Tony Delmedico: And then the person that’s trying to climb on top is going, “Wait, what’s wrong? What am I doing wrong here?” So, he’s feeling shut down. And there’s a second wound that’s being created. And if they can just stop and being to have the conversation that opens up some empathy for what this person is up against. It’s not a simple as, “Wait, you won’t let me on top because you feel uncomfortable. You’ve actually been really mistreated earlier in life. And this is really harder for you.”
Laurie Watson: What happens though? What have you seen when maybe one person really, really, really likes to do something, some act or touch some place? Any other person, no way, that is not acceptable. I mean, that it’s either too sensitive or it doesn’t feel good. You know, one person things its erogenous and sexy and the other person says, “Not for me, thank you very much.”
Tony Delmedico: I think having the conversation outside of the moment. I think, always first and foremost, you have to respect the boundaries that are there whenever they’re put up for whatever reason. So, I think I advocate no is no under any circumstances.
Laurie Watson: Absolutely. Even if you’re married.
Tony Delmedico: Yeah. Especially if you’re married. I mean, well not especially. But just in general. You don’t have a divine right to put yourself in spaces that you’re not welcomed. But I think having the conversation the next day or later on going, you know, what is this for you? Is this just something you haven’t done before? Or is this connected to earlier wounding? And then for that couple, just to have a dialogue around it. And then realize that, you know, you have somebody that has earlier wounding and you’re going to have to have some special care here with her. And get some counseling, get some help if it’s important for both of you. But it actually can be a great gift to that person to say, “I honor that this is hard for you and I’m not going to put you in this uncomfortable position.” It actually creates trust between the two of them. And may open up more intimacy.
Laurie Watson: Right. Well, let’s come back to some of these thoughts and these special places that are erogenous zones next with Foreplay Radio with Tony Delmedico and Laurie Watson. We will be right back.
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Laurie Watson: Okay, welcome back to Foreplay. We are here with Laurie Watson, sex therapist and Tony Delmonico, psychotherapist.
Tony Delmedico: Laurie, today, sorry.
Laurie Watson: Go ahead. No, you go right ahead, Tony.
Tony Delmedico: Today we’re talking about boobs, butts, and bulges.
Laurie Watson: Right, those bulges that I didn’t know what the heck you were talking about.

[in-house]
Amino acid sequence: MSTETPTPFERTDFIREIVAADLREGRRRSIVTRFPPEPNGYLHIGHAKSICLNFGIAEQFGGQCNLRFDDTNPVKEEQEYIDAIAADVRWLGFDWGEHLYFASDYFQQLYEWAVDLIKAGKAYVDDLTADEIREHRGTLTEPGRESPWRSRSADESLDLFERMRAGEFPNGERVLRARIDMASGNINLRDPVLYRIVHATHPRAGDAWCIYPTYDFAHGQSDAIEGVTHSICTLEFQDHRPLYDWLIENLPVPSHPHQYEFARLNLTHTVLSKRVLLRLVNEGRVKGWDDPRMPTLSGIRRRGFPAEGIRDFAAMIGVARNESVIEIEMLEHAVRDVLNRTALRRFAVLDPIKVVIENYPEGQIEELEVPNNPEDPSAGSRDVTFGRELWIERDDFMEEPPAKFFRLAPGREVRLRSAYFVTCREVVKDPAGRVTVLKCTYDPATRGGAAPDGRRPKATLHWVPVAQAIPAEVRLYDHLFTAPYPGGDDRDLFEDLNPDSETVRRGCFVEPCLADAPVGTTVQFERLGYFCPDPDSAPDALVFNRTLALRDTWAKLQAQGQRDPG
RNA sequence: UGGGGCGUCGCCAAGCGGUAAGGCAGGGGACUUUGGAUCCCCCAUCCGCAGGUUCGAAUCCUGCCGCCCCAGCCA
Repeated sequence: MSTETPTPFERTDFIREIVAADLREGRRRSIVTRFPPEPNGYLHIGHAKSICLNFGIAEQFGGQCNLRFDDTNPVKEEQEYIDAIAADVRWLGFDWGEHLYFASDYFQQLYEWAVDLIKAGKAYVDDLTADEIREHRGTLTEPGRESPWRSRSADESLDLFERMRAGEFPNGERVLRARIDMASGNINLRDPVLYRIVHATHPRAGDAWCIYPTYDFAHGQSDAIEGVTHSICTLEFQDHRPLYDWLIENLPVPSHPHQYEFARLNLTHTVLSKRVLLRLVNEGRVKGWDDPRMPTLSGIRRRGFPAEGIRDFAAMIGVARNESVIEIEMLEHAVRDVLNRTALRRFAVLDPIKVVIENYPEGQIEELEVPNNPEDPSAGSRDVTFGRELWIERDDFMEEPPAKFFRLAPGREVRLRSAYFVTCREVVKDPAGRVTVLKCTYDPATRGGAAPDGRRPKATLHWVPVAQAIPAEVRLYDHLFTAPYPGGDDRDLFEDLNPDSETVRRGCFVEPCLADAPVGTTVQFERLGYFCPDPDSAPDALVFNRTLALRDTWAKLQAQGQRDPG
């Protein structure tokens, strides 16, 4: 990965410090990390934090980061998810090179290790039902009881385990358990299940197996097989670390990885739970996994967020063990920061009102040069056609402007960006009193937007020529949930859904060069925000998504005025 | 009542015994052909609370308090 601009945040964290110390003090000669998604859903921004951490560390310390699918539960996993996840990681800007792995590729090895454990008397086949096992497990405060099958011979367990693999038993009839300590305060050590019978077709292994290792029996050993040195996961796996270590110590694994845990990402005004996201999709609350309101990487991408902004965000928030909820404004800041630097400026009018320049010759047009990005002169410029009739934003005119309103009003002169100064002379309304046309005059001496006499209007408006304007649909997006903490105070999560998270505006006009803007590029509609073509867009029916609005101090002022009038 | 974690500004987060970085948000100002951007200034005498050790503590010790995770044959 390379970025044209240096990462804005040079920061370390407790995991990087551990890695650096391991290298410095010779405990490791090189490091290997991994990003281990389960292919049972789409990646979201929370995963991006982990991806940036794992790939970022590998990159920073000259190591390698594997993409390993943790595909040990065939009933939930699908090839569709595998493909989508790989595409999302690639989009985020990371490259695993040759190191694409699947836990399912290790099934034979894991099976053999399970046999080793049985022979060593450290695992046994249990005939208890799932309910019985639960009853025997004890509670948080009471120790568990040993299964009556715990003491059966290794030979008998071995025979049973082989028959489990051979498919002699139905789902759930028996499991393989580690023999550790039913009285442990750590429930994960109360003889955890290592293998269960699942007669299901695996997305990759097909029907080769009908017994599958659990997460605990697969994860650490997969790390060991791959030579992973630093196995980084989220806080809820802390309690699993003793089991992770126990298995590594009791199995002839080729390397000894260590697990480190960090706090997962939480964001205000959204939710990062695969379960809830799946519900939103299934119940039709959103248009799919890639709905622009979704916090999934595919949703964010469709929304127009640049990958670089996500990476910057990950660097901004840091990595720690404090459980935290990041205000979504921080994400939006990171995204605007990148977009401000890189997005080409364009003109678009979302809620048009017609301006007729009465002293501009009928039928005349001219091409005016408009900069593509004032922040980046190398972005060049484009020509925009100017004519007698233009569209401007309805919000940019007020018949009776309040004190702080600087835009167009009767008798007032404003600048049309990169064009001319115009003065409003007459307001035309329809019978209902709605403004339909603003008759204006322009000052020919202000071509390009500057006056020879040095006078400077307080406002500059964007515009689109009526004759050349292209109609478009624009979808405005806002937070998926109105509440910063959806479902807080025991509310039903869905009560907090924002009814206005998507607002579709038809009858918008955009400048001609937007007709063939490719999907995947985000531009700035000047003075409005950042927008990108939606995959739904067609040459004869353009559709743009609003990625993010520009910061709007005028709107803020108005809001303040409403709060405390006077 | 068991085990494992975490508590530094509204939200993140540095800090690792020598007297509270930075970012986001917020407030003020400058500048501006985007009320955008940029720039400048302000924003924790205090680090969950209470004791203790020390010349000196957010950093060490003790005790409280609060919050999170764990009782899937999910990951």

Tony Delmedico: Not muffin tops.
Laurie Watson: Not muffin tops. We are talking about another bulge, you know. Men often wonder if women observe their bulges. Like do women look?
Tony Delmedico: I think men are looking at other places. I think muffin tops are a woman’s thing. Women are often checking out how women dress far more than men do. I think women dress for women.
Laurie Watson: Yeah, I was saying, I think men wonder if women are looking at the bulge.
Tony Delmedico: Aw, I missed the question. Good question. Do women look at men’s bulges? Not their belly’s and distended livers, right?
Laurie Watson: Right. I essentially think, probably not very openly, unless maybe the woman was very attracted to him and it was a come on. I mean maybe then it’s a sexy look, right? It’s a pointed look so to speak. But I would say most women don’t. Although I’ve had, you know, a few girlfriends who talk about that. That they observed that. But I think men are really self- conscious and they think that they are.
Tony Delmedico: Well, we’ve ventured very quickly into very sensitive male ego territory.
Laurie Watson: Yes.
Tony Delmedico: Does size matter and does the size of the bulge matter? And I think maybe today we’re talking about other erogenous zones. And we should probably leave that for a topic for another day.
Laurie Watson: Okay. We will talk about it.
Tony Delmedico: My sensitive male ego is saying to not swim this way. Inquiring minds do want to know.
Laurie Watson: We need to go somewhere else.
Tony Delmedico: That’s funny.
Laurie Watson: But speaking of the male parts.
Tony Delmedico: The bulge.
Laurie Watson: The bulge. There are a specific parts on the male bulge that are more sensitive and more erogenous than other parts.
Tony Delmedico: This is good information, Laurie. Talk to us.
Laurie Watson: Yeah. Okay. So, I’m going to say some words out loud. But I’m going to use the scientific words. The paramecium, which is actually below the scrotum. This an erogenous because it’s the front side of the prostate gland. And so, sometimes good pressure there can really sort of give him a great erotic feeling. And a lot of women don’t know that. A lot of men don’t know that for that matter.
Tony Delmedico: So, do you mean light pressure or heavy pressure?